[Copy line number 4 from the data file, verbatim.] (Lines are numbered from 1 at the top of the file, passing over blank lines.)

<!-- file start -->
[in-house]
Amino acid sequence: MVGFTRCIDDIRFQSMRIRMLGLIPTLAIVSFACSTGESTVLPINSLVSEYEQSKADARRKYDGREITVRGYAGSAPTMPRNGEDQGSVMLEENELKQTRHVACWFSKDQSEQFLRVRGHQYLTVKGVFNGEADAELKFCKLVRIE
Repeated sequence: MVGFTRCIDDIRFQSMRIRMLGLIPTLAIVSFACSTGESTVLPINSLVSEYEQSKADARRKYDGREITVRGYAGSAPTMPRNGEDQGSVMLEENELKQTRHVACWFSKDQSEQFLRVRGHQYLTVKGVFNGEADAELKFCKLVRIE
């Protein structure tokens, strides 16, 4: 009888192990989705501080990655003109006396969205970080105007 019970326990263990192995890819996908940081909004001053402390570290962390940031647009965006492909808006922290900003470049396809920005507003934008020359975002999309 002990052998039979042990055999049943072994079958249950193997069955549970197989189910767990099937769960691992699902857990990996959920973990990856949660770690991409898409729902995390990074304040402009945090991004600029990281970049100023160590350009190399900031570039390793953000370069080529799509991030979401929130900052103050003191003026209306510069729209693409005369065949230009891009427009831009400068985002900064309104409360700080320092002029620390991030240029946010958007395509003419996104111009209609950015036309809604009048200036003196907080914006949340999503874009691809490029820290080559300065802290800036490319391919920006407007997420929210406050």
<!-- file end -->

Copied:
């Protein structure tokens, strides 16, 4: 009888192990989705501080990655003109006396969205970080105007 019970326990263990192995890819996908940081909004001053402390570290962390940031647009965006492909808006922290900003470049396809920005507003934008020359975002999309 002990052998039979042990055999049943072994079958249950193997069955549970197989189910767990099937769960691992699902857990990996959920973990990856949660770690991409898409729902995390990074304040402009945090991004600029990281970049100023160590350009190399900031570039390793953000370069080529799509991030979401929130900052103050003191003026209306510069729209693409005369065949230009891009427009831009400068985002900064309104409360700080320092002029620390991030240029946010958007395509003419996104111009209609950015036309809604009048200036003196907080914006949340999503874009691809490029820290080559300065802290800036490319391919920006407007997420929210406050």